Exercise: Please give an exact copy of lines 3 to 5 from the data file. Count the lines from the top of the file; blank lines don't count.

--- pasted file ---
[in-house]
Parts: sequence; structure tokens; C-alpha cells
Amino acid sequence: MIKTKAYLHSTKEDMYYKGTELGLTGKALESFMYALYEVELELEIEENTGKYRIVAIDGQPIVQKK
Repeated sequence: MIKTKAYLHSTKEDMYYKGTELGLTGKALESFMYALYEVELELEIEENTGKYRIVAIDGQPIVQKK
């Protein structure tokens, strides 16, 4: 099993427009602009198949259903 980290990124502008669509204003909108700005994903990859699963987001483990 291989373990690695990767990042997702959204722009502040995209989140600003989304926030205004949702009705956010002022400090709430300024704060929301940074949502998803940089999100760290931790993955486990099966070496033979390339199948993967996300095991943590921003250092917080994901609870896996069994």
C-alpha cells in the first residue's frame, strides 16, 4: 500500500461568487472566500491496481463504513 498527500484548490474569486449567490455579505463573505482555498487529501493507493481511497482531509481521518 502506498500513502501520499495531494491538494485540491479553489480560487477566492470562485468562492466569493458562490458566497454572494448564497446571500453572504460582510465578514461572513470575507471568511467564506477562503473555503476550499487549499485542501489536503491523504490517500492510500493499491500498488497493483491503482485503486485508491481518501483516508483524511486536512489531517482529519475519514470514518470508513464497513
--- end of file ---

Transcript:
Amino acid sequence: MIKTKAYLHSTKEDMYYKGTELGLTGKALESFMYALYEVELELEIEENTGKYRIVAIDGQPIVQKK
Repeated sequence: MIKTKAYLHSTKEDMYYKGTELGLTGKALESFMYALYEVELELEIEENTGKYRIVAIDGQPIVQKK
């Protein structure tokens, strides 16, 4: 099993427009602009198949259903 980290990124502008669509204003909108700005994903990859699963987001483990 291989373990690695990767990042997702959204722009502040995209989140600003989304926030205004949702009705956010002022400090709430300024704060929301940074949502998803940089999100760290931790993955486990099966070496033979390339199948993967996300095991943590921003250092917080994901609870896996069994």